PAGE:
THE distinct black spots on the top of some pretty long ears was a good clue that gave it away immediately as a hare.
March is just about to come to a sunny warm end so the chances are it could well have been a mad one at that!
He didn’t seem particularly ‘mad’ as he basked in the warm sunshine.
But with hares you can just never tell – one wrong word and off they go.
It’s better never to mention ears or thin legs or boxing either, just a quick nod and pass them by is the best idea.
The mad hares of March are the males, which bound, kick and stand on their back legs to box with each other in a ritual that impresses the females before mating.
Or so it was thought.
Now latest research indicates that some of the fighting takes place between males and females when the female is not ‘in the mood’!
Hares are easily distinguished from their relatives the rabbits by their larger size, longer ears and longer hind legs.
Normally the two animals do not mix. Hare tracks, especially in snow, can be distinguished by the longer stride and the absence of toe and pad marks due to the hairy soles of their feet.
Hares live in well-defined territories spending the day lying in shallow depressions under cover known as “forms”.
Mountain or blue hares (not many of these around Wigan but they are not that far away in the Pennines) are slightly smaller than brown hares and have shorter ears.
They live mainly around rocky habitats in the Scottish mountains, although there is a population living in the Peak District.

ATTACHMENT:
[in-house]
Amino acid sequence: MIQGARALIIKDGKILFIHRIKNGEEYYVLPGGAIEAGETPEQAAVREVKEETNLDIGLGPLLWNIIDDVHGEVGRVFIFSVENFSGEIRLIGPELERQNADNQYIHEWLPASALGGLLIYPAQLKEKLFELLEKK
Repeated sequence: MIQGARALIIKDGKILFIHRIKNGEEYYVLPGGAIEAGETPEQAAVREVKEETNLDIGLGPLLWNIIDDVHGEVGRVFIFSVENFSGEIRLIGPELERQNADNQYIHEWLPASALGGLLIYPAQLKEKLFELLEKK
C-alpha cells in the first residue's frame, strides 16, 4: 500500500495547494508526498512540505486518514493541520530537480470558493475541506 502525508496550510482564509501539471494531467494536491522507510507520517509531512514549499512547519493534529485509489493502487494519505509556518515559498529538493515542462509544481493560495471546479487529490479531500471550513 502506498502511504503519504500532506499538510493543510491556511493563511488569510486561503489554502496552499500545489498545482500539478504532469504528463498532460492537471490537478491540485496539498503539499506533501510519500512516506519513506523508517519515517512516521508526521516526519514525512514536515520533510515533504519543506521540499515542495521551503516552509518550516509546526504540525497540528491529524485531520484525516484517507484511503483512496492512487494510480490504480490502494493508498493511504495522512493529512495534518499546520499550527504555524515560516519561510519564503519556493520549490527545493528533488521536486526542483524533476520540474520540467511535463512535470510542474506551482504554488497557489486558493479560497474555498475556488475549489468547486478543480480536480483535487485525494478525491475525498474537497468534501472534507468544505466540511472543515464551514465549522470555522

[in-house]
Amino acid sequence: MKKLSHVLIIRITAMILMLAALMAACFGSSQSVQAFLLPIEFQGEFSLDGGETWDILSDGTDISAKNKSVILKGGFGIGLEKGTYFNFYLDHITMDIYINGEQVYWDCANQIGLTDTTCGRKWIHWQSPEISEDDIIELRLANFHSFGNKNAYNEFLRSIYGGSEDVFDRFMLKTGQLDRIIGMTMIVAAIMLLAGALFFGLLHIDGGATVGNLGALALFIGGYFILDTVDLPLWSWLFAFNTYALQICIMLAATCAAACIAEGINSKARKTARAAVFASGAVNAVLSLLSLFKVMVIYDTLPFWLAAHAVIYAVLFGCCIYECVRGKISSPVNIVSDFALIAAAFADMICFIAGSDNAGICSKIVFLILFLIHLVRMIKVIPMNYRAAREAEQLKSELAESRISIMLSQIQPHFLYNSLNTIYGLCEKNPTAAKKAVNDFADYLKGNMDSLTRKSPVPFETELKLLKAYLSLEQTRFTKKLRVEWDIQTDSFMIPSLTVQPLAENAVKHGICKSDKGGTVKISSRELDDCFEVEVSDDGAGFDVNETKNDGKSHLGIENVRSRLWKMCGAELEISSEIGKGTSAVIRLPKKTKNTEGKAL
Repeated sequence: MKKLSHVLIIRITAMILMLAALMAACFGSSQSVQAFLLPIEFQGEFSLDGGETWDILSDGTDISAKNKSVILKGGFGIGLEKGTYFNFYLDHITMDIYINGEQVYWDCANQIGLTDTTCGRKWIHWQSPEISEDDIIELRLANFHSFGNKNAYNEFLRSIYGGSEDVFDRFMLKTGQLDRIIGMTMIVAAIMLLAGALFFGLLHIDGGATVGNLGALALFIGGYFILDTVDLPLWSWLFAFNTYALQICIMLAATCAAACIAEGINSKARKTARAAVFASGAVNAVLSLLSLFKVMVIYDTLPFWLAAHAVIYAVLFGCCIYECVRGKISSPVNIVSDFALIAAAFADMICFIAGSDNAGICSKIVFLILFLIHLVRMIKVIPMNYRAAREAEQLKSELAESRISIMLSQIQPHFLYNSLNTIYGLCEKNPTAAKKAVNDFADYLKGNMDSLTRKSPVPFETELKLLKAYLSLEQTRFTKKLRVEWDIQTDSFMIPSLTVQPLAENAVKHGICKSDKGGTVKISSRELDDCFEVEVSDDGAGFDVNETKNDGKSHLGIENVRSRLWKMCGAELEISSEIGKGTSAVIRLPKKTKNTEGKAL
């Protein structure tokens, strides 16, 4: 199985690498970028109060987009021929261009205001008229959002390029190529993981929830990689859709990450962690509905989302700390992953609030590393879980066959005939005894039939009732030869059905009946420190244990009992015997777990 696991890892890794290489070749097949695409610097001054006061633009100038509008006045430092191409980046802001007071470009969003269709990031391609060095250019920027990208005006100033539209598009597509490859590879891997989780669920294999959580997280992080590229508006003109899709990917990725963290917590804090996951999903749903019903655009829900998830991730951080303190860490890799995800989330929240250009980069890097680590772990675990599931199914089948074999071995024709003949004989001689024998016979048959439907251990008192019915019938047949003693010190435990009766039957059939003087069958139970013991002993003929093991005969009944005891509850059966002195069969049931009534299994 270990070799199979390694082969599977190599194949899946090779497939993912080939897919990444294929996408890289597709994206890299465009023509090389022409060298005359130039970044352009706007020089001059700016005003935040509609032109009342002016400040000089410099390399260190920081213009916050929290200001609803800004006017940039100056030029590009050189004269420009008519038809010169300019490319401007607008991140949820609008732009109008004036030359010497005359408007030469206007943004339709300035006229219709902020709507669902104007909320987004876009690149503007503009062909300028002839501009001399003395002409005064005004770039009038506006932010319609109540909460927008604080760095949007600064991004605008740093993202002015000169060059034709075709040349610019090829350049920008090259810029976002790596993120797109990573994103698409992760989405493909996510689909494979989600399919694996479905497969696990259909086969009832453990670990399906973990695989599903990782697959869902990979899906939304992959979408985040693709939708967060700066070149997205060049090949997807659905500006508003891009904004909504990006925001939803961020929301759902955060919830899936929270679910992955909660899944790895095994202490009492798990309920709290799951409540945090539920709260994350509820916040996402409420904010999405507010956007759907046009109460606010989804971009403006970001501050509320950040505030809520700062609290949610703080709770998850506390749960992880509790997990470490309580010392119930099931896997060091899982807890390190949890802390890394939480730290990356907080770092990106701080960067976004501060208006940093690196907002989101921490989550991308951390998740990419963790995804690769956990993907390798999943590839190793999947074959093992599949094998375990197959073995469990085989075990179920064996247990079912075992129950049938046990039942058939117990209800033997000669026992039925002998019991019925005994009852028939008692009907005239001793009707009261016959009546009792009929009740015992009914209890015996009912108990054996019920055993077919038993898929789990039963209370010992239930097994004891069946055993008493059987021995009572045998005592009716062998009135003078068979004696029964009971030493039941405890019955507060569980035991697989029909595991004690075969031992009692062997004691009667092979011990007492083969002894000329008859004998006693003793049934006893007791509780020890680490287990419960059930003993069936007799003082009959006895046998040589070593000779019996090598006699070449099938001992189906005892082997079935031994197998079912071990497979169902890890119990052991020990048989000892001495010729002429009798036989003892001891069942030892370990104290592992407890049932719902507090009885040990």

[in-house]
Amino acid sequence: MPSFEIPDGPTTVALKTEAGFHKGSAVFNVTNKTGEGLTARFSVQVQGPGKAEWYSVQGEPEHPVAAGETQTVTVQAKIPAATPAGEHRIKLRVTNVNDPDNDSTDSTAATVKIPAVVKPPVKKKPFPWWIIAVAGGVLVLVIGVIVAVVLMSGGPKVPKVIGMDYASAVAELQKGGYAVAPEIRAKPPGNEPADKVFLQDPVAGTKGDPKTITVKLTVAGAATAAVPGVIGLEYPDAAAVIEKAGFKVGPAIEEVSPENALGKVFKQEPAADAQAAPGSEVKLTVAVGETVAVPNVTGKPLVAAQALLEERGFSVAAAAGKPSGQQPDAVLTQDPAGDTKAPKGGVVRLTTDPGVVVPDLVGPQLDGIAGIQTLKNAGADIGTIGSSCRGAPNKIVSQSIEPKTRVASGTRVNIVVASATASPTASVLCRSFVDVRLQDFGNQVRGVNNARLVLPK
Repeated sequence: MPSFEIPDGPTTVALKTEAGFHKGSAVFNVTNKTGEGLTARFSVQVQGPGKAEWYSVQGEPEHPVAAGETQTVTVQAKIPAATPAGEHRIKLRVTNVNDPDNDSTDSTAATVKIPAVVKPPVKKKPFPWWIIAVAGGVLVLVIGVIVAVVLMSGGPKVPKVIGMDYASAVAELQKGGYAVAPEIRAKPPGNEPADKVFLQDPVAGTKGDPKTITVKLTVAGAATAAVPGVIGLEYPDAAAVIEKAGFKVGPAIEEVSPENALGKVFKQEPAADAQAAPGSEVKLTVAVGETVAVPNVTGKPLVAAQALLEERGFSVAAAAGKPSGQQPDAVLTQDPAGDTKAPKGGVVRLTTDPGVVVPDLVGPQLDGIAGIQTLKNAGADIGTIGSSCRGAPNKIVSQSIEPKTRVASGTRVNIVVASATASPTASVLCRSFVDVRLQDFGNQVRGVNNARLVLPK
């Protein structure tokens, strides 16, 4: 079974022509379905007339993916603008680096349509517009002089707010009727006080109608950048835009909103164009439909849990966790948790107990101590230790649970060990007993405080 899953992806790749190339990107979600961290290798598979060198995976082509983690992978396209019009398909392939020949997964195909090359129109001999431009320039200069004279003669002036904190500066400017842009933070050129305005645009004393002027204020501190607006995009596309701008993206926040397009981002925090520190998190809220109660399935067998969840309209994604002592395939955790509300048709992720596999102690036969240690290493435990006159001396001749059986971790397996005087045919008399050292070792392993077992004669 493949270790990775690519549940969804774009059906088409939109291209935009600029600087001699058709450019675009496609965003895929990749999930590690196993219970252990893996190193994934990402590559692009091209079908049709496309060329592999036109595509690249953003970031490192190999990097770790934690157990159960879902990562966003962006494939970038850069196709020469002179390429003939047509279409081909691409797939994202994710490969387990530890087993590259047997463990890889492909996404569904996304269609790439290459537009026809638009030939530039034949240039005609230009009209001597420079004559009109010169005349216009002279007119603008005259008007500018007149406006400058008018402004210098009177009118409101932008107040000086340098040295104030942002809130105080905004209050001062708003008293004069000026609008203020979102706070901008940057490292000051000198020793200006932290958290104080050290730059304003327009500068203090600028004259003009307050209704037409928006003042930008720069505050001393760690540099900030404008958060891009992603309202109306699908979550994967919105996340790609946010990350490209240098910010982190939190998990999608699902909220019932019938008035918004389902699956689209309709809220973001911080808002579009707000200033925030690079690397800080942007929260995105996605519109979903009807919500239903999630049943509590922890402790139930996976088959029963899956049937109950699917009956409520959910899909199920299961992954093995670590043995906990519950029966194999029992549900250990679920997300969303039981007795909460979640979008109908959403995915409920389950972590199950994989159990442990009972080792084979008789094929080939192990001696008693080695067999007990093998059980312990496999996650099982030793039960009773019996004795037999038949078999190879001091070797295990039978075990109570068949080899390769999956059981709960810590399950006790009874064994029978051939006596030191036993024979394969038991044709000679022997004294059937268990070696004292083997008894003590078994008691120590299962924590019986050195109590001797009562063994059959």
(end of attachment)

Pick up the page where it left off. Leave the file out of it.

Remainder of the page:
They choose a terrain with enough cover to avoid their enemies, such as eagles or buzzards.
During winter their coat turns white, camouflaging them against the snow.
They are called blue hares because their fur has a bluish appearance in the spring and autumn when the white hairs of the winter coat are mixed with the brown hairs of the summer coats.
The ear tips always remain black.
Talking of buzzards we had three in the air over the cottage yesterday/
These buzzards were calling loudly as they circled like vultures with their long ‘fingers’ (primary feathers in their wings) spread wide.
This is the time when they start their aerial displays.
So keep your eyes to the heavens if you want to catch a glimpse of one of these birds.
Believe it or not the buzzard is our commonest bird of prey and now breeds regularly at several sites in the borough.
A few years ago I remember writing – “it’s only a matter of time before they are a common sight in our skies” well they definitely are now.
So watch out Mr Rabbit and Mr Hare you are being watched from above.